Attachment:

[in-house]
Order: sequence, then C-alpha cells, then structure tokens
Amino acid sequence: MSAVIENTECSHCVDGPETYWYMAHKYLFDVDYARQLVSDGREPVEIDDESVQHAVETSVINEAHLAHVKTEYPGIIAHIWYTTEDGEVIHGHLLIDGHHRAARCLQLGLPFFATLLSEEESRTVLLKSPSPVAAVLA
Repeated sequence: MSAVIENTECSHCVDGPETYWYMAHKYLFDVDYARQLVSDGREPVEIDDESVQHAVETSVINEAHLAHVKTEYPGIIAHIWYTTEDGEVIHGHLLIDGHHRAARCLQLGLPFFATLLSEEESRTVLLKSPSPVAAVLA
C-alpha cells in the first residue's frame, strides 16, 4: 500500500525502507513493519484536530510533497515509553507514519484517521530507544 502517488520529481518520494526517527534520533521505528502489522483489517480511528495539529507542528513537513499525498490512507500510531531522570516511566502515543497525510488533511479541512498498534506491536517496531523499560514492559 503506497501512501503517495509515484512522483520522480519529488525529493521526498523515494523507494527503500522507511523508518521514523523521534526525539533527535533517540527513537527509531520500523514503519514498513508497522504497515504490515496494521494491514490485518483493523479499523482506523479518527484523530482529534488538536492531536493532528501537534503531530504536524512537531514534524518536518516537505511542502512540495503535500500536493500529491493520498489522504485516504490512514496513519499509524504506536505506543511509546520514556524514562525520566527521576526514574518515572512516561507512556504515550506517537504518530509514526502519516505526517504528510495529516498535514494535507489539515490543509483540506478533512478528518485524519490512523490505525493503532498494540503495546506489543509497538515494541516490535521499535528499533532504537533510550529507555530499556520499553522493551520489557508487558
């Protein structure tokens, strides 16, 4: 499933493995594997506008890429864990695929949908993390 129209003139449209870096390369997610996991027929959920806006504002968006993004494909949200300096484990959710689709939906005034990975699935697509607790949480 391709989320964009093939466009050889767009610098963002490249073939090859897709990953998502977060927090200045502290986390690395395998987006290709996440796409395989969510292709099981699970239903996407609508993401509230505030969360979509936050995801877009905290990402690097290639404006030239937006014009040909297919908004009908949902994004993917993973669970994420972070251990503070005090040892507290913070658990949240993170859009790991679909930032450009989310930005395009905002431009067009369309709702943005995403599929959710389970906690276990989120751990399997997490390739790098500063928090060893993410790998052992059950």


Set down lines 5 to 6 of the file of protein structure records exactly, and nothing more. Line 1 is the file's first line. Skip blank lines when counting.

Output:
C-alpha cells in the first residue's frame, strides 16, 4: 500500500525502507513493519484536530510533497515509553507514519484517521530507544 502517488520529481518520494526517527534520533521505528502489522483489517480511528495539529507542528513537513499525498490512507500510531531522570516511566502515543497525510488533511479541512498498534506491536517496531523499560514492559 503506497501512501503517495509515484512522483520522480519529488525529493521526498523515494523507494527503500522507511523508518521514523523521534526525539533527535533517540527513537527509531520500523514503519514498513508497522504497515504490515496494521494491514490485518483493523479499523482506523479518527484523530482529534488538536492531536493532528501537534503531530504536524512537531514534524518536518516537505511542502512540495503535500500536493500529491493520498489522504485516504490512514496513519499509524504506536505506543511509546520514556524514562525520566527521576526514574518515572512516561507512556504515550506517537504518530509514526502519516505526517504528510495529516498535514494535507489539515490543509483540506478533512478528518485524519490512523490505525493503532498494540503495546506489543509497538515494541516490535521499535528499533532504537533510550529507555530499556520499553522493551520489557508487558
């Protein structure tokens, strides 16, 4: 499933493995594997506008890429864990695929949908993390 129209003139449209870096390369997610996991027929959920806006504002968006993004494909949200300096484990959710689709939906005034990975699935697509607790949480 391709989320964009093939466009050889767009610098963002490249073939090859897709990953998502977060927090200045502290986390690395395998987006290709996440796409395989969510292709099981699970239903996407609508993401509230505030969360979509936050995801877009905290990402690097290639404006030239937006014009040909297919908004009908949902994004993917993973669970994420972070251990503070005090040892507290913070658990949240993170859009790991679909930032450009989310930005395009905002431009067009369309709702943005995403599929959710389970906690276990989120751990399997997490390739790098500063928090060893993410790998052992059950």